Unsupported browser

For a better experience please update your browser to its latest version.

Your browser appears to have cookies disabled. For the best experience of this website, please enable cookies in your browser

We'll assume we have your consent to use cookies, for example so you won't need to log in each time you visit our site.
Learn more

AJ Exclusive: the reasons why English Heritage backed Commonwealth Institute plans

  • 1 Comment

English Heritage (EH) has claimed it ‘would have been irresponsible to turn away’ OMA’s controversial Commonwealth Institute plans

In a letter to the Royal Borough of Kensington and Chelsea (see the original here), the organisation said that the ‘substantial public benefits secured through the application’ – including the arrival of the Design museum – would ‘outweigh the harm’ to the Grade II*-listed, West London landmark (1962).

EH admitted the proposals, which were approved a week before the organisation submitted its formal thoughts, had raised a ‘difficult question of balancing competing planning aims’, mainly due to the loss of the ‘administration wing and designed landscape’ and ‘compromising’ alterations to the exhibition hall.

However, EH conceded that the plans by Rem Koolhaas’ practice, which were revised following an initial outcry, were now acceptable. The letter reads:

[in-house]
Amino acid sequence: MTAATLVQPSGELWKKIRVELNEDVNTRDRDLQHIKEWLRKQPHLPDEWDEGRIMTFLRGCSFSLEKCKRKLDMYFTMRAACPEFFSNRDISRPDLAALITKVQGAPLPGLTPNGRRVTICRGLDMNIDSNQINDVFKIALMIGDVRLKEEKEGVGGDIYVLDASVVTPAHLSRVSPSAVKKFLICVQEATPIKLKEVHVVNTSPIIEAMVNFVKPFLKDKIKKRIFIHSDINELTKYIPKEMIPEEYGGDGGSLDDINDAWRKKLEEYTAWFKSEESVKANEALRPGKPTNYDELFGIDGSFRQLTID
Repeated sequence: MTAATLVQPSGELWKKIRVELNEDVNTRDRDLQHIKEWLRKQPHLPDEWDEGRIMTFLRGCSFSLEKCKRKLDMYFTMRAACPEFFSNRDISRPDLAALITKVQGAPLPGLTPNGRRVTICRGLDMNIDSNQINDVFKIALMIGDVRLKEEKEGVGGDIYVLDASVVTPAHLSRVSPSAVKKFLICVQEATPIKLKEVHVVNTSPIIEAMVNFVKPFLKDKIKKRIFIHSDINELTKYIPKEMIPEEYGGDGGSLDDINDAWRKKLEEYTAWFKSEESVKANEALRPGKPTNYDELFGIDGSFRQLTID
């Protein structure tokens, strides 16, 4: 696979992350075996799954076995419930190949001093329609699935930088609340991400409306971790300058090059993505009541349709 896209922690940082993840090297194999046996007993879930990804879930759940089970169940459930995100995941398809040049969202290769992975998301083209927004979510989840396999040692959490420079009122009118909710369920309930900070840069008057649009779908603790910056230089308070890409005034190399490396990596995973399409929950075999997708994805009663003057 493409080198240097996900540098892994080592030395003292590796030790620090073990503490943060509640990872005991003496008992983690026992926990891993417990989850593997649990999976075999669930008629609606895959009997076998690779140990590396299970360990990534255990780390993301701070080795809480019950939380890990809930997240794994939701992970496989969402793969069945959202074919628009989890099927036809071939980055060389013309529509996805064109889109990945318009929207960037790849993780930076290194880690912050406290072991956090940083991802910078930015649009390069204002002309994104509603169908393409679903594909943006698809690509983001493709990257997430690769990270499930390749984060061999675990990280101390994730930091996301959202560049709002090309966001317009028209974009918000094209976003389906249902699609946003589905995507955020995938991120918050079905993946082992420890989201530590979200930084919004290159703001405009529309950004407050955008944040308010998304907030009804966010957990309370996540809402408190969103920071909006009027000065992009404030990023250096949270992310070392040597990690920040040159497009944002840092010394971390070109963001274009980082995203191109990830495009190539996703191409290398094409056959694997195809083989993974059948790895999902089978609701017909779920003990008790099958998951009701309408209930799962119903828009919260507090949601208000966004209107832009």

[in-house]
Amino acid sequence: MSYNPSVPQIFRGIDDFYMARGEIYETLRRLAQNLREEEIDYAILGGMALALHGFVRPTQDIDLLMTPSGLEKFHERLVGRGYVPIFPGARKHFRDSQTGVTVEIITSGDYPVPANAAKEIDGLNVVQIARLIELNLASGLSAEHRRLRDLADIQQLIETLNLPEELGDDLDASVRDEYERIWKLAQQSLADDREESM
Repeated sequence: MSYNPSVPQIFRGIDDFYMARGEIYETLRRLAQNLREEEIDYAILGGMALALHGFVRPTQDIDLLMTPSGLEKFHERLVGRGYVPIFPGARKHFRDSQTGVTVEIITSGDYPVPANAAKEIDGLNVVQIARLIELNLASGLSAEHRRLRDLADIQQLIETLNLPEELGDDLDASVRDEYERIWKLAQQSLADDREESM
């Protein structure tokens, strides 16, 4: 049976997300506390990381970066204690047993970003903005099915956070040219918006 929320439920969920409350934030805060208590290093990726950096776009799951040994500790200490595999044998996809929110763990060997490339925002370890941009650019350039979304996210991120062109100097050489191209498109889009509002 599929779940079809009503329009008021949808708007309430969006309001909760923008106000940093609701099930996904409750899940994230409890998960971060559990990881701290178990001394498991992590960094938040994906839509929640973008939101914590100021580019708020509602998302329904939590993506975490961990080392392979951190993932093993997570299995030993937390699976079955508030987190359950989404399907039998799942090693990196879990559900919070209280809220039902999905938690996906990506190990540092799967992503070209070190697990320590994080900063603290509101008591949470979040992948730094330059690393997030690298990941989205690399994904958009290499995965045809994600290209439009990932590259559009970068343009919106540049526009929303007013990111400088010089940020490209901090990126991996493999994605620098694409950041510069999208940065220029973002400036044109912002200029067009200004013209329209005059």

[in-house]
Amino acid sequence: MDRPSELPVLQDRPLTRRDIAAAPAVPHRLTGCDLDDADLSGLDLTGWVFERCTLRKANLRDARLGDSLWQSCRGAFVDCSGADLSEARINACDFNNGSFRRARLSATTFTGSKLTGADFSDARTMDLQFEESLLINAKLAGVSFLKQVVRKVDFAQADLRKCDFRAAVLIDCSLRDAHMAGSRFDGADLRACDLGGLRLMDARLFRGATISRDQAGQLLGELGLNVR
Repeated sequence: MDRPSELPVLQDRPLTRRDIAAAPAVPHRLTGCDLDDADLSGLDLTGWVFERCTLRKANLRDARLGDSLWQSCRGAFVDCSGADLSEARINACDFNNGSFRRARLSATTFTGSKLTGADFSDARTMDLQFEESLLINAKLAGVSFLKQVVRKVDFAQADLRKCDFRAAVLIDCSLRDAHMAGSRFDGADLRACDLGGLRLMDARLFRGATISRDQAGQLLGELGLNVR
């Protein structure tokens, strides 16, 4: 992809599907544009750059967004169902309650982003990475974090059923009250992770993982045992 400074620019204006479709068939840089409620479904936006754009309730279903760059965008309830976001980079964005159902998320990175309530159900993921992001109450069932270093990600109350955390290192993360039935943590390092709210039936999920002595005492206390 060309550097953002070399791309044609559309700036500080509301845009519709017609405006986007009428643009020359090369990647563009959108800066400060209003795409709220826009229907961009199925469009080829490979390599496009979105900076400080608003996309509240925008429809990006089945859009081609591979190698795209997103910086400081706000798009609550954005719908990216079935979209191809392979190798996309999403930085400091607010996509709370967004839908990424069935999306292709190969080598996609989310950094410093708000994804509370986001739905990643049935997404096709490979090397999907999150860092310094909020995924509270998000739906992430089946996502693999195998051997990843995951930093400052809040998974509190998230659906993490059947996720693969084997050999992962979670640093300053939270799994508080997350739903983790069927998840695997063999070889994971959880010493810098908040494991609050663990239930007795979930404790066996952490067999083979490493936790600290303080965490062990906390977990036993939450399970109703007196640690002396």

‘[This] building is at risk and there is an increasingly urgent need to secure its future through a new, economically viable and sustainable use. These proposals are intended to repair and adapt the exhibition hall for a new public cultural use. Such a change has the potential to enhance the significance and communal value of the building. In our view, this would be a major public benefit, which best reflects the original design intent and significance of the building.’

Speaking to the AJ, EH’s London regional director Paddy Pugh, said: ‘[By allowing this] We are helping to secure a sustainable future for the most important parts of the building. It would have been irresponsible to turn away from this building, which has sat empty for 13 years, in the hope that somebody might have come along [and retained the entire building]. It might have sat empty for another 13 years.’

He added: ‘We do not see this as selling out the building or turning our backs on post-war architecture. We have spent six months going through the proposals and weighing up their individual benefits and harm. We are not shying away from the damage but it is wholly clear the benefits, in this exceptional case, do outweigh the harm.’


 

  • 1 Comment

Related files

Readers' comments (1)

  • So, English Heritage caves in again. You do have to wonder why. It's so inconsistent.

    Last week Bradford Odeon, this week the Commonwealth Institute.

    Why not try for something which doesn't damage the building? Will it now be delisted, or downgraded?

    Answers please Paddy Pugh.

    Unsuitable or offensive? Report this comment

Have your say

You must sign in to make a comment

Please remember that the submission of any material is governed by our Terms and Conditions and by submitting material you confirm your agreement to these Terms and Conditions.

Links may be included in your comments but HTML is not permitted.

Related Jobs